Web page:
As illegal immigrants continue to seek legal status under President Obama’s executive actions, the waiting list to enter the United States legally grows longer, as does the waiting time for those in the pipeline. American born Jimmy Gugliotta, who currently lives in Santiago, Chile, with his Argentinian wife and their children, has been waiting more than a year and a half for visas to bring his family to the U.S. He doesn’t understand why going through the process legally puts him behind people who sneak into the U.S. illegally.
I can, all those illegals vote Demonrat, that’s why. Law abiders don’t stand a chance.
“It’s really sad to see that we’ve been put in the back seat,” Gugliotta told Fox News via email. “What I found outrageous is people like me, a U.S. citizen, are actually being put at the back of the line, and that to me is a total outrage.”
Those on the list waitng to come here legally number 4.4 million. Some have been on the list for more than 15 years. Even though the spouses and children of U.S citizens are supposed to get priority, even their wait times have jumped from as little as two months to up 18 months as the administration deals with a surge of illegal immigrants given lawful status by president Obama.
“I’ve had people tell me, ‘Why don’t you just show up at the border and try to get across?'” said Gugliotta. “I say, ‘No, we want to do this thing right.'”
Although the State Department handles the granting of visas for those overseas, their application first has to be processed by U.S. Citizenship and Immigration Services. The agency has been deluged by more than 2,000 applications a day for green cards and work permits after President Obama offered to shield some 4 million illegal immigrant children and adults from deportation using his executive authority.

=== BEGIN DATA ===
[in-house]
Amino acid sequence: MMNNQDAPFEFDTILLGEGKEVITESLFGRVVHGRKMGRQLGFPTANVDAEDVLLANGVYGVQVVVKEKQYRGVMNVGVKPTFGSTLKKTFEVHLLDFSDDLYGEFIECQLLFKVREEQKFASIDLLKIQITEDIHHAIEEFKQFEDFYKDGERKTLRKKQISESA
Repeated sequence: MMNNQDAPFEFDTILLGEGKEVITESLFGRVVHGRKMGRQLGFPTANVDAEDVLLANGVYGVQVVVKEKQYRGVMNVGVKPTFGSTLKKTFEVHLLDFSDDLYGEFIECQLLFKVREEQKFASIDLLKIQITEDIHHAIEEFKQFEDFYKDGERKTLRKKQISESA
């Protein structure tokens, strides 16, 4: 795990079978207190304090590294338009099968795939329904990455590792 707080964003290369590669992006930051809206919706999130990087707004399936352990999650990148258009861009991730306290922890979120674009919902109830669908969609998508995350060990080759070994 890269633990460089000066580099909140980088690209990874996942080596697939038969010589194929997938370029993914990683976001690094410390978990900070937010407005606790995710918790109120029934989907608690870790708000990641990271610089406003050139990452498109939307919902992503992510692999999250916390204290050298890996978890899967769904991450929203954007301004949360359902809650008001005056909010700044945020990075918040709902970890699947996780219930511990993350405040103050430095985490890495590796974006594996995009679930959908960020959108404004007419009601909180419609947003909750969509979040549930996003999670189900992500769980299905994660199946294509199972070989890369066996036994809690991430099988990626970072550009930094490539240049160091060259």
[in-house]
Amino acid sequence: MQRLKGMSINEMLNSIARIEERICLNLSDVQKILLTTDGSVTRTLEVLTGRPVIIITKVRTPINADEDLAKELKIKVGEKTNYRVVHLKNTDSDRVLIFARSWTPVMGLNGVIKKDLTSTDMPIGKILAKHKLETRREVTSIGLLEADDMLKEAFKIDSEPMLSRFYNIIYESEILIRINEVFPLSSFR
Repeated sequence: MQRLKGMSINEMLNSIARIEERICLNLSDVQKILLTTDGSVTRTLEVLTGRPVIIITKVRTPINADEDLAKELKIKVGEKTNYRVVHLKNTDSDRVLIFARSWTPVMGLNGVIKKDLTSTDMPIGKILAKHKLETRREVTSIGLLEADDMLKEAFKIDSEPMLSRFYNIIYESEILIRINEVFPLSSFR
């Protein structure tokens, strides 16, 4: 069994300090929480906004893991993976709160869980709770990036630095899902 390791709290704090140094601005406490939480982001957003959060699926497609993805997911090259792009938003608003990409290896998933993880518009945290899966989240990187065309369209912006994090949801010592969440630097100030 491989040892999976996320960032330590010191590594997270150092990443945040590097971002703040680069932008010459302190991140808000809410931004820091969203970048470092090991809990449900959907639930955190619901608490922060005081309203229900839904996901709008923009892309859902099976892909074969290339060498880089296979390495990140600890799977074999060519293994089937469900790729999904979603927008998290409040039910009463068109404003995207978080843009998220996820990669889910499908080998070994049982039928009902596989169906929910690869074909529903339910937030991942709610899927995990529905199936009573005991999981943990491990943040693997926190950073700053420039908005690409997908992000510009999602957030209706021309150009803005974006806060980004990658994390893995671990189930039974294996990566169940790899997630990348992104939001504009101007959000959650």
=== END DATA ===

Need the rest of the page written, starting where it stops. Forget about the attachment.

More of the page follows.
“What message does this send to people who are trying to do it the right way?” says Jessica Vaughn, of the Center for Immigration Studies, a think tank that favors stronger controls on illegal immigration.
This is unfair, when those waiting their turn and paying thousands of dollars in fees are leapfrogged by people crossing over from Mexico illegally. Gugliotta says he’s been told it could be several more months before he gets a visa for his family. In the meantime, the Administration announced a new program called the Central American Minors Refugee/Parole Program, which provides a taxpayer paid for plane ticket for the Central American children of illegal immigrants “lawfully present” in the U.S. That includes those here through executive amnesty or deferred action. Gugliotta considers the program inherently unfair, especially since the immediate relatives of U.S. citizens have historically gotten priority.
“I just find it ridiculous that we’re actually bringing people to the United States – going and getting them to bring them in – while I’m very capable of working and paying huge amounts of taxes once I get back to the states,” he said. “To me, it’s kind of frustrating to understand that the U.S. is actually sending planes to look for people in Central America, to bring them to the U.S. and basically we’ve gone broke trying to abide by the system and do things right.”